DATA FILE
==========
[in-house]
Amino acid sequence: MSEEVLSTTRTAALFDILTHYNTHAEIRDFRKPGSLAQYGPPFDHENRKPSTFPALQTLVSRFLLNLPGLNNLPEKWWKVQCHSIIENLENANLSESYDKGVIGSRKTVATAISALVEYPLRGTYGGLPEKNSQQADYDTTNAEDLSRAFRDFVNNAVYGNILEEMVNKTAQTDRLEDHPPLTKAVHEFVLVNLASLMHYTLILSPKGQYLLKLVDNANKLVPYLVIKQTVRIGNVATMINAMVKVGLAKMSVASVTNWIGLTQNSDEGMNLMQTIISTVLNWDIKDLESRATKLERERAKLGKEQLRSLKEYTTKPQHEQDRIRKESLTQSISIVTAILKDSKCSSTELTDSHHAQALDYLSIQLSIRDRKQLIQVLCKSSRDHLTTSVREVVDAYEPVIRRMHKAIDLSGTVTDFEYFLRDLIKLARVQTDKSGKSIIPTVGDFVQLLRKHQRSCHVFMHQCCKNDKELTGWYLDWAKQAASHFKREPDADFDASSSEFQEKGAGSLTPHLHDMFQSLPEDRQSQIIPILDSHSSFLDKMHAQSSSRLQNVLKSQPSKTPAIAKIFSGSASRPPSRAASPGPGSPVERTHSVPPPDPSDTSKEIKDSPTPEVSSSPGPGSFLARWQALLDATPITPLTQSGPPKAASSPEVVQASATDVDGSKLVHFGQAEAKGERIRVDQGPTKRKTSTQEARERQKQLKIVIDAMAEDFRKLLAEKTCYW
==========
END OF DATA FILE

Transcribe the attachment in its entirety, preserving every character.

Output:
[in-house]
Amino acid sequence: MSEEVLSTTRTAALFDILTHYNTHAEIRDFRKPGSLAQYGPPFDHENRKPSTFPALQTLVSRFLLNLPGLNNLPEKWWKVQCHSIIENLENANLSESYDKGVIGSRKTVATAISALVEYPLRGTYGGLPEKNSQQADYDTTNAEDLSRAFRDFVNNAVYGNILEEMVNKTAQTDRLEDHPPLTKAVHEFVLVNLASLMHYTLILSPKGQYLLKLVDNANKLVPYLVIKQTVRIGNVATMINAMVKVGLAKMSVASVTNWIGLTQNSDEGMNLMQTIISTVLNWDIKDLESRATKLERERAKLGKEQLRSLKEYTTKPQHEQDRIRKESLTQSISIVTAILKDSKCSSTELTDSHHAQALDYLSIQLSIRDRKQLIQVLCKSSRDHLTTSVREVVDAYEPVIRRMHKAIDLSGTVTDFEYFLRDLIKLARVQTDKSGKSIIPTVGDFVQLLRKHQRSCHVFMHQCCKNDKELTGWYLDWAKQAASHFKREPDADFDASSSEFQEKGAGSLTPHLHDMFQSLPEDRQSQIIPILDSHSSFLDKMHAQSSSRLQNVLKSQPSKTPAIAKIFSGSASRPPSRAASPGPGSPVERTHSVPPPDPSDTSKEIKDSPTPEVSSSPGPGSFLARWQALLDATPITPLTQSGPPKAASSPEVVQASATDVDGSKLVHFGQAEAKGERIRVDQGPTKRKTSTQEARERQKQLKIVIDAMAEDFRKLLAEKTCYW